The rain outside may have been coming down in sheets but there was no shortage of undimmed sunny optimism on display at the opening day of London Tech Week on Monday.
As 50,000 people filed into a string of venues across the capital, HM Government did its best to gloss over the simmering political chaos in Westminster by spewing out a brace of upbeat pronouncements about the magical condition of the nation’s tech industry.
Since last year’s event, it claimed 13 new “unicorns” - technology companies worth more than $1bn - have been created, bringing the total number in the UK to 72.
At 18, London has more financial technology unicorns than San Francisco’s 15. While London also leads European cities with 45 unicorns, compared to 10 in Berlin, 9 in Paris and Stockholm respectively.
All of this sounds terrific naturally.
'Britain on the cusp of the next industrial revolution'
And with all of the panache to be expected of a Prime Minister awaiting the removal vans to arrive outside 10 Downing Street any day now, Theresa May rounded it all off with a stirring speech about how Britain sits “on the cusp of the next industrial revolution. Government will back you all the way etc etc”.
In a sense, she was right.
Although some of the statistics were a stretch (do AutoTrader, which was founded in 1975, car insurer Admiral, or oil and gas research firm Wood Mackenzie, set up in 1973, really qualify as technology ‘unicorns’ for example?) Britain’s technology industry does have plenty to be proud of.
It remains resilient, spurred on by a strong entrepeneurial culture and good universities which continue to produce expertise in areas such as Artificial Intelligence (AI) and financial technology.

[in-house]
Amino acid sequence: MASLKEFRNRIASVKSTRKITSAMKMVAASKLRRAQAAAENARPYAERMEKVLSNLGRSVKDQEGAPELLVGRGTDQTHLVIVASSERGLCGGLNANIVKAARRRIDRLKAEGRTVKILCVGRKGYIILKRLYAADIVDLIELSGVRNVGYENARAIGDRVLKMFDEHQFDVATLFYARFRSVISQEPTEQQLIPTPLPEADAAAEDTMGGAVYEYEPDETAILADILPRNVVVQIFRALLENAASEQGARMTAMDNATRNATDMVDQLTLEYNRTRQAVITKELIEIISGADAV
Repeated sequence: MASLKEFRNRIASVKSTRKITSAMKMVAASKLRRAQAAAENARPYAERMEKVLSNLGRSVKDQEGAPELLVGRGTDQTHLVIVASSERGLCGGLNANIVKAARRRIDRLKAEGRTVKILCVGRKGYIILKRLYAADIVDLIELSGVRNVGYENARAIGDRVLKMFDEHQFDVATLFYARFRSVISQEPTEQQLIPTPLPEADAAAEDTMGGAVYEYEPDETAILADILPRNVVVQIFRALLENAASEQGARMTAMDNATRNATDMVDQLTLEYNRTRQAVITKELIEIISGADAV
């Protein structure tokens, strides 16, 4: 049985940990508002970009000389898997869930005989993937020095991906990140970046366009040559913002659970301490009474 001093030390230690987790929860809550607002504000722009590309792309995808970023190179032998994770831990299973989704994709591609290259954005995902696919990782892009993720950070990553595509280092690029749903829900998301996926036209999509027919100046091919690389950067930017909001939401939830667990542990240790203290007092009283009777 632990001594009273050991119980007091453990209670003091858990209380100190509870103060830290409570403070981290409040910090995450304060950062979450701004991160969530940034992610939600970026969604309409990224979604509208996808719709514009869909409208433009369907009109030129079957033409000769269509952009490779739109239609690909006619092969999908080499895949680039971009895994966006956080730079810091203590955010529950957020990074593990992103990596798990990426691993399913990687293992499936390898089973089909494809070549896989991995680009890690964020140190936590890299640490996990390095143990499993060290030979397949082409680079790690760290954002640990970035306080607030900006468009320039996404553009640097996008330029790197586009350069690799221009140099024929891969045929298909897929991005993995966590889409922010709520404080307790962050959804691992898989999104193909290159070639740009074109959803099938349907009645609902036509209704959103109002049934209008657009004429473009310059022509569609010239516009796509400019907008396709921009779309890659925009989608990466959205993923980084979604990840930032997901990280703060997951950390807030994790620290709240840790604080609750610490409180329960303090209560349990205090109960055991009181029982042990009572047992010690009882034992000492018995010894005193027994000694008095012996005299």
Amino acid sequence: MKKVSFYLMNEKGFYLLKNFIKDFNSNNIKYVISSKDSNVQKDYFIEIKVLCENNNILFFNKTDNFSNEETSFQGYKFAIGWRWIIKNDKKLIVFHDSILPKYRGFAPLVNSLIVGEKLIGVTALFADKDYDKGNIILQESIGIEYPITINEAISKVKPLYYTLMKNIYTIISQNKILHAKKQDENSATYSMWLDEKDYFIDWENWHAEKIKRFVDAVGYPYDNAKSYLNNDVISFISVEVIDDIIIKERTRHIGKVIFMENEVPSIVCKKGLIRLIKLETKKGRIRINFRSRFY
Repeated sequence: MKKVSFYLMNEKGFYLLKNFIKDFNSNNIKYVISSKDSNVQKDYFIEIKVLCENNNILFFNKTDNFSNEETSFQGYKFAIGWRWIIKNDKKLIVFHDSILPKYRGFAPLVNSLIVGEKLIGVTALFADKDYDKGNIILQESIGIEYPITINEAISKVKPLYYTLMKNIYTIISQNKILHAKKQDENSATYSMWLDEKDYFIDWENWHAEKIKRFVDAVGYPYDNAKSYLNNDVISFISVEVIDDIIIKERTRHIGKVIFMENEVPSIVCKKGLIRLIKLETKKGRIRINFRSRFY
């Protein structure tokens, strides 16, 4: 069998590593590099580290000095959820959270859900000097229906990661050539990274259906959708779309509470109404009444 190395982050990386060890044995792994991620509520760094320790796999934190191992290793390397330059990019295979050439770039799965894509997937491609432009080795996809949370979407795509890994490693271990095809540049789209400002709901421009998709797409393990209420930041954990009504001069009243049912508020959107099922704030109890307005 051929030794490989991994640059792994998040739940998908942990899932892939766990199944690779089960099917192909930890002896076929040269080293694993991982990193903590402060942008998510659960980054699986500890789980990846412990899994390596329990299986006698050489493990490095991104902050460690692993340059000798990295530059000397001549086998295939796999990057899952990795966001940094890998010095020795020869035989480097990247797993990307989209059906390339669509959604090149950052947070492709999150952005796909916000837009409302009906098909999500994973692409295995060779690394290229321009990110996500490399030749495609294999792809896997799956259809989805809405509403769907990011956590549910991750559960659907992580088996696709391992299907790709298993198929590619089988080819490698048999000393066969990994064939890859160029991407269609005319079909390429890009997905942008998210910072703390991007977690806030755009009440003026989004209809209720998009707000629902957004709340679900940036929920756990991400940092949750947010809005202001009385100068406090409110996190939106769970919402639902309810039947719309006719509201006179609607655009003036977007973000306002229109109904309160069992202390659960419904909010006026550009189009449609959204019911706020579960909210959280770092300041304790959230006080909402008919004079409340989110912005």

Helped by the City of London, a deep pool of capital and expertise also exists to help fund young and innovative companies, which benefit from a sensible tax and regulatory regime.
But complacency can be a dangerous British trait.
And with all this talk of unicorns, there is a risk ministers may be tumbling, deluded into a fantasy kingdom of their own making.
The reality about UK talent and investment
Look beyond the spin and the rosy headlines, and there is cause for concern - and not just about the fuzzy definition of Britain’s current crop of unicorns.
A recent report from Penningtons Manches, the law firm, and Beauhurst showed foreign investment into the UK slumped 29pc last year and cited political turmoil as a key factor.
In 2018, British companies raised a total of £4.2bn in deals involving at least one non-UK investor. That’s not bad but was down from a record £6bn a year earlier.
Speaking with delegates at London Tech Week it was clear that three years of unresolved Brexit uncertainty are poisoning many of the things which helped build a fertile breeding ground for technology entrepeneurship in the first place.
One of the enduring themes this year was the impact on investor confidence and whether the UK is facing a brain drain of talent.
There are other problems too.
Britain’s investment in research and development remains poor.
Total R&D expenditure in the UK in 2016 represented 1.7pc of GDP, unchanged from 2015, and well below the EU’s provisional target of 2pc.
Compare that to Sweden and Israel which both exceed 4pc.
The UK is also performing below competitor nations in Europe, and lags below the OECD average.
This matters because if the UK aims to build a high-tech economy after Brexit then funding for research and innovation will be paramount to spur the growth of the next generation of companies.
Funding of UK R&D from overseas continued to fall in 2017 - the most recent year available - for the third consecutive year to £5 billion in 2017. That was 10.2% lower than the peak in 2014 of £5.6 billion.
Perhaps more important, the UK’s reputation as a stable, open economy is suffering.
Three years after the EU referendum, much of the optimism around the UK’s technology industry is fading and there is concern that Britain is losing investment, jobs and business to rival European centres including Paris, Berlin and Stockholm.
The issue is not so much a fear of Brexit itself as the sense of drift and uncertainty around where the country is going while the prospect of a Corbyn government doesn’t help.
Ronan Harris, managing director of Google’s UK operations, summed up the atmosphere well:
“If you’re sitting on the West Coast in California and you’re reading the headlines about what’s going on with Brexit, it’s creating uncertainty. We have to work that little bit harder to sell ‘Brand Britain’”.
It’s a sales pitch that whoever replaces Theresa May as Prime Minister will need to focus on hard if he or she is to shore up confidence in a vital national industry.